The canton is commonly divided into three regions. The viticultural region is located along the lake. Its name derives from the many vineyards found there. The region called Les Vallées lies further north. The two largest valleys of the canton of Neuchâtel lie in this region: the Ruz Valley and the Val de Travers. Both valleys lie at about 700 m (2,297 ft). The highest region of the canton, however, is the Neuchâtelois Mountains at 900 m (2,953 ft) to 1,065 m (3,494 ft). This region is made up of a long valley home to La Chaux-de-Fonds, Le Locle and La Brévine.


Neuchâtel was one of the first cantons in Switzerland to grant women the vote (1959) and also to grant the vote to foreigners holding a residence permit and who have been domiciled in the canton for at least 5 years (2002), as well as to lower the voting age to 18.

The legislature, the Grand Council of Neuchâtel, has 115 seats distributed in proportion to the population of the 6 districts that make up the electoral constituencies: Neuchâtel (35 seats), Boudry, (25) Val-de-Travers (8), Val-de-Ruz (10), Le Locle (10), La Chaux-de-Fonds (27). The State Council (cantonal government), 5 “ministers” who assume the annual presidency in turn and manage the departments of justice, health and safety; finance and social welfare; public economy; regional management; education and culture. The cantonal authorities, which have their seat in the castle (the Château de Neuchâtel), are elected every four years by universal suffrage.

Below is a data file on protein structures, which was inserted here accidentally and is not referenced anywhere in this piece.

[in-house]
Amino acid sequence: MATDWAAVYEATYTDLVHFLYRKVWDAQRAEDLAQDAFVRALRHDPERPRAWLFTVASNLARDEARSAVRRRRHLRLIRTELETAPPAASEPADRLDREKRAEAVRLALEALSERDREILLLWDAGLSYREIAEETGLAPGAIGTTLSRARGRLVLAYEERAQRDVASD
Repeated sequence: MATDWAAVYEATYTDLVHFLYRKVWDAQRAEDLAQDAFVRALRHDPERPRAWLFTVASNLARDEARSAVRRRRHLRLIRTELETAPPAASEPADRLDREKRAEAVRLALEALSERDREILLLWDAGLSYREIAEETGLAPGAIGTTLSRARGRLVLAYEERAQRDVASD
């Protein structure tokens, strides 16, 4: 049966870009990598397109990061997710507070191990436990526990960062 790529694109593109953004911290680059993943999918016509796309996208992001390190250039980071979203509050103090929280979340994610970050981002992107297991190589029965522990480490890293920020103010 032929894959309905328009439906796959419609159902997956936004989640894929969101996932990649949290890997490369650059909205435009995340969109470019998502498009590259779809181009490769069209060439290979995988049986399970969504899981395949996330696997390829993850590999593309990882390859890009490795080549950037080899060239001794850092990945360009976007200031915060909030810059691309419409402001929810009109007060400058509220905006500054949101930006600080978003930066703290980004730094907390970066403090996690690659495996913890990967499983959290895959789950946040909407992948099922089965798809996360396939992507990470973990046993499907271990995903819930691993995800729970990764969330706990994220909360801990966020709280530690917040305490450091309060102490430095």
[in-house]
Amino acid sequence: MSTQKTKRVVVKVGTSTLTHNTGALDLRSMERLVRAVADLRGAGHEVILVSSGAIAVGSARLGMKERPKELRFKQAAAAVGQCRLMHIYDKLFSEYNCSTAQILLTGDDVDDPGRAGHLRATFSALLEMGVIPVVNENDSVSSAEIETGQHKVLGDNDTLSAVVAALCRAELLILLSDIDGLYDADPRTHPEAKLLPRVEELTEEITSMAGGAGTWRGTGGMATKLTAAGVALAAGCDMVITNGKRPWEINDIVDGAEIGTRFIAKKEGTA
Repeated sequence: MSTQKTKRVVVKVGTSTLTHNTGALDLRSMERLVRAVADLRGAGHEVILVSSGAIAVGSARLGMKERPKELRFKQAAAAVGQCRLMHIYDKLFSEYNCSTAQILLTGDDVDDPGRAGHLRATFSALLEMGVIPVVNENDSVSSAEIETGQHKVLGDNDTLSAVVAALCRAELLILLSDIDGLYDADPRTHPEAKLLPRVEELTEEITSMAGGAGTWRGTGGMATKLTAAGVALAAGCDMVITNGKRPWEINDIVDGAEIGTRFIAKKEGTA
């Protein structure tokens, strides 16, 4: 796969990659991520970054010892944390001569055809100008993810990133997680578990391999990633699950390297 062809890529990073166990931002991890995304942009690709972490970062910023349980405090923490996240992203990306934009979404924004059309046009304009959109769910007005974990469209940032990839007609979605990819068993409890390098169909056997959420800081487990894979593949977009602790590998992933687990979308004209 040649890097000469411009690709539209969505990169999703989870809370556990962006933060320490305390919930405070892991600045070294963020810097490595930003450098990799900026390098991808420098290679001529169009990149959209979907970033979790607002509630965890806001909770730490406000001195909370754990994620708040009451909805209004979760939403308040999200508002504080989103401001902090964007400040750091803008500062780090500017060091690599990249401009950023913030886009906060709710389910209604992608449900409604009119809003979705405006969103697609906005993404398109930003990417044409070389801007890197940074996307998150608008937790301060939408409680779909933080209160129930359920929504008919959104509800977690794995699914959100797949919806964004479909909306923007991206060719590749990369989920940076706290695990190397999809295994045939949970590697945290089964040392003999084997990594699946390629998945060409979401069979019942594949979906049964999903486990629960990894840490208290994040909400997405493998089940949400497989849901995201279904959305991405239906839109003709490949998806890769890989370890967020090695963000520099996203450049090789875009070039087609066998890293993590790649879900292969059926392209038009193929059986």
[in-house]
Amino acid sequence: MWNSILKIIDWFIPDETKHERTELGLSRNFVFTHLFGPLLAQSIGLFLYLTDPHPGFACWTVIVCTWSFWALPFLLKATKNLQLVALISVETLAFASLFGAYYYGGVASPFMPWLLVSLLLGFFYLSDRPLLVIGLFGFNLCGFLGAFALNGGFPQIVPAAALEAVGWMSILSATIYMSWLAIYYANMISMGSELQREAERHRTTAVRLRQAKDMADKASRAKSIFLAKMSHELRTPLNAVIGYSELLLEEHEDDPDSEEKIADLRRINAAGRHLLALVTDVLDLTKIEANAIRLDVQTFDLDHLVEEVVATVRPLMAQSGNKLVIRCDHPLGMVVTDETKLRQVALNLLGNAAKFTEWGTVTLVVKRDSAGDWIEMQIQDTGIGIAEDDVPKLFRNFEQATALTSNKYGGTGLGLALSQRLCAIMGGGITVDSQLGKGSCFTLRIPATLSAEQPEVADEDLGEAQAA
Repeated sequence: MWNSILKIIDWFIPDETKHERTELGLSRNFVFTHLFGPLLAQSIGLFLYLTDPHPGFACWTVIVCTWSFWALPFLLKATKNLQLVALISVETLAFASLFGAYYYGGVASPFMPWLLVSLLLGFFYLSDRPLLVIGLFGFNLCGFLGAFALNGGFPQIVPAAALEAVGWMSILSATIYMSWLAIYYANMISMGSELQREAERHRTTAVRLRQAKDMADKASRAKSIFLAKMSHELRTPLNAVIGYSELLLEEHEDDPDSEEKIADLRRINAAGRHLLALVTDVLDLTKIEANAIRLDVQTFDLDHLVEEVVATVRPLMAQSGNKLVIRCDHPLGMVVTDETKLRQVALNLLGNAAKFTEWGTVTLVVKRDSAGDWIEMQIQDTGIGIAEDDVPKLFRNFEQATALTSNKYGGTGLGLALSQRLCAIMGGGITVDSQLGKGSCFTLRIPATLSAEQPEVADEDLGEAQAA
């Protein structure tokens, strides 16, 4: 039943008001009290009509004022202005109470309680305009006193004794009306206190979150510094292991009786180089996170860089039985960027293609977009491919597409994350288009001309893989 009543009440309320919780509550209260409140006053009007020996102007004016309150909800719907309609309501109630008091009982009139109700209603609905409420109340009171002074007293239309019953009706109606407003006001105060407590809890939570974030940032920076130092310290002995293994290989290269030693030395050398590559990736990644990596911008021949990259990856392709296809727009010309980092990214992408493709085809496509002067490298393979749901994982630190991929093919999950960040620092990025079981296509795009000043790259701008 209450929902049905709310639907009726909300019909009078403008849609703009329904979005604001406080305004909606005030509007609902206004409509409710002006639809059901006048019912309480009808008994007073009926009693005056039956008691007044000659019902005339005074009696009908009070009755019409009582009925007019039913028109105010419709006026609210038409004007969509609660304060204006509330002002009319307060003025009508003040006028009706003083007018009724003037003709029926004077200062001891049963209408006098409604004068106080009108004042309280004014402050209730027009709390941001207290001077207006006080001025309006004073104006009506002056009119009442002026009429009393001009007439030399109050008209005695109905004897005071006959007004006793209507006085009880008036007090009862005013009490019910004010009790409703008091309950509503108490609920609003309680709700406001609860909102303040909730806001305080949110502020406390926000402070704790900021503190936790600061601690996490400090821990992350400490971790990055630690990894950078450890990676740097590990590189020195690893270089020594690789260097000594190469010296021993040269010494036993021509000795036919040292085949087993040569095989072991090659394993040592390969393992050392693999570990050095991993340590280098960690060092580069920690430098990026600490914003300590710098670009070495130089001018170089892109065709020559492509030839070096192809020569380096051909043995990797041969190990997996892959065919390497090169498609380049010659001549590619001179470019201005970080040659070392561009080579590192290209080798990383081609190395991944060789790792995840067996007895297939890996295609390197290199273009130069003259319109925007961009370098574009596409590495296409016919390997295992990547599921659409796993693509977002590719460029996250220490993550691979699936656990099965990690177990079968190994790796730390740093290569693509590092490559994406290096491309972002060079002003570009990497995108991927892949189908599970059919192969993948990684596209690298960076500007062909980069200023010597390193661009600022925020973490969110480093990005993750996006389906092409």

The people also elect their representatives to the federal parliament every four years: five of the 200 members of the National Council (lower chamber) and 2 of the 46 members of the Council of States (upper chamber).

Political subdivisions


The Canton is divided into 6 districts:


There are 53 municipalities in the canton (As of 2009).[4]


The population is almost entirely French-speaking. The canton has historically been strongly Protestant, but in recent decades it has received an influx of Roman Catholic arrivals. In 2000, its population was closely split between Protestants (38%) and Roman Catholics (31%).[5]

The 174,554 inhabitants (as of 2012)[1] are fairly evenly distributed with many small towns and villages lining the shore of the Lake of Neuchâtel The average population density is 209 people per km2 (542 sq mi). Neuchâtel (2012 population: 33,474) is the canton's capital while La Chaux-de-Fonds (2012 population: 38,267) is the canton's largest settlement. Some 38,000 of the inhabitants, or a little less than a quarter of the population, are of foreign extraction.


The canton is well known for its wines, which are grown along the University of Neuchâtel.

Notes and references

External links

  • Official website
  • Official statistics
  • Neuchâtel and surroundings "Watch Valley"
  • Portal
  • Village of Valangin
  • International Watchmaking Museum